Good luck to you and get ready to enjoy retirement!! :sharebeer

delamer
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Re: New to the forum and retiring this fall

Post by delamer » Wed May 24, 2017 10:42 am

SquawkIdent wrote:I'll be in your exact spot in 2 years. So I'm very interested in the replies you get from your post.

One thing I would like to add to all of the above so far is to take your time doing this. I've heard honor stories from former co workers about moving 100% of their TSP into an IRA (because of the withdrawal restrictions) and not realizing they can't get back in, if they change their mind later on. It's stuff like that that makes me pause and investigate all the alternatives and their consequences.

Good luck to you and get ready to enjoy retirement!! :sharebeer
I just checked the TSP rules, and you only need to leave $200 in your account to keep it open. A very small amount to ensure access to an excellent plan. Plus you can move money into TSP from a qualified plan at any time. So you could take a partial withdrawal from the TSP into an IRA and then, say, two years later move some or all of the IRA money back into the TSP.

As far as the withdrawal restrictions go, if you opt for a monthly payment you can change the amount at the end of a calendar year. So if you needed a $60,000 downpayment for a vacation home in year one, you could set a $5,000/month withdrawal for that year. Then, if you needed no money in year two, you could reset the money payment for that year to as little as $25. (You can't stop the monthly payment altogether.)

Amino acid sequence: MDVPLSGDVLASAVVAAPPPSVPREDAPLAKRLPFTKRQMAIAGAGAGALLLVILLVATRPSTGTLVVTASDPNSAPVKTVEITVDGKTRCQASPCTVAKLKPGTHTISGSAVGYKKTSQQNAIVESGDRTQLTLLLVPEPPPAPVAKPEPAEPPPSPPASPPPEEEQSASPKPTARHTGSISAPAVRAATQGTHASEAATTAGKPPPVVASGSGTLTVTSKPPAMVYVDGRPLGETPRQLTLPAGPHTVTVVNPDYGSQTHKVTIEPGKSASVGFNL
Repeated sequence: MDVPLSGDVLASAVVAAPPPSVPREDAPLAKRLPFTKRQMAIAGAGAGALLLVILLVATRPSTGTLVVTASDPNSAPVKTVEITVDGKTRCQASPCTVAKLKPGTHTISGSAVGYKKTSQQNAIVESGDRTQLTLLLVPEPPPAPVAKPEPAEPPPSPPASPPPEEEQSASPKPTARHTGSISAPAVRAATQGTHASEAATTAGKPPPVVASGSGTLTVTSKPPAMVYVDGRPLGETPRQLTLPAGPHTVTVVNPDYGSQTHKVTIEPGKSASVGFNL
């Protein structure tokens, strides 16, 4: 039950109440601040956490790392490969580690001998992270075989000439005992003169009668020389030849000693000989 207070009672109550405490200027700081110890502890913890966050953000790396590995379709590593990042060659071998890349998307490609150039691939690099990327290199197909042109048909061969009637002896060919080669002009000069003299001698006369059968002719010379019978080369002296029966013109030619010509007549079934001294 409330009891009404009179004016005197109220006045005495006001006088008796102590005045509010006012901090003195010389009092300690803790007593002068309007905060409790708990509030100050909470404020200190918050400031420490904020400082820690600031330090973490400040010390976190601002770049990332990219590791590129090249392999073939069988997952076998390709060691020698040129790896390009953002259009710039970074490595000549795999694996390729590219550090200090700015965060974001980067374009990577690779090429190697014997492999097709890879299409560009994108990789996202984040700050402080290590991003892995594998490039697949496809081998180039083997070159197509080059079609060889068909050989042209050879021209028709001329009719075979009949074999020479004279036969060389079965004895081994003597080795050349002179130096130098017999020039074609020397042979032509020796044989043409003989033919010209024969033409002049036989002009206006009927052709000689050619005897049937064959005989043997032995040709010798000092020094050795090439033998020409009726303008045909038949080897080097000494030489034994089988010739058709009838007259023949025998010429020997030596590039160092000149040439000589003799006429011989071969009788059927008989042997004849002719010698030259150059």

Also, why take the money out in anticipation of needing more flexibility for withdrawals? Unless you have no savings outside the TSP, leave it in until you actually have the need to take out multiple lump sums (if advanced planning to change the monthly payment does not work for you).

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SquawkIdent
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Re: New to the forum and retiring this fall

Post by SquawkIdent » Wed May 24, 2017 11:20 am

delamer wrote:
SquawkIdent wrote:I'll be in your exact spot in 2 years. So I'm very interested in the replies you get from your post.

One thing I would like to add to all of the above so far is to take your time doing this. I've heard honor stories from former co workers about moving 100% of their TSP into an IRA (because of the withdrawal restrictions) and not realizing they can't get back in, if they change their mind later on. It's stuff like that that makes me pause and investigate all the alternatives and their consequences.

Good luck to you and get ready to enjoy retirement!! :sharebeer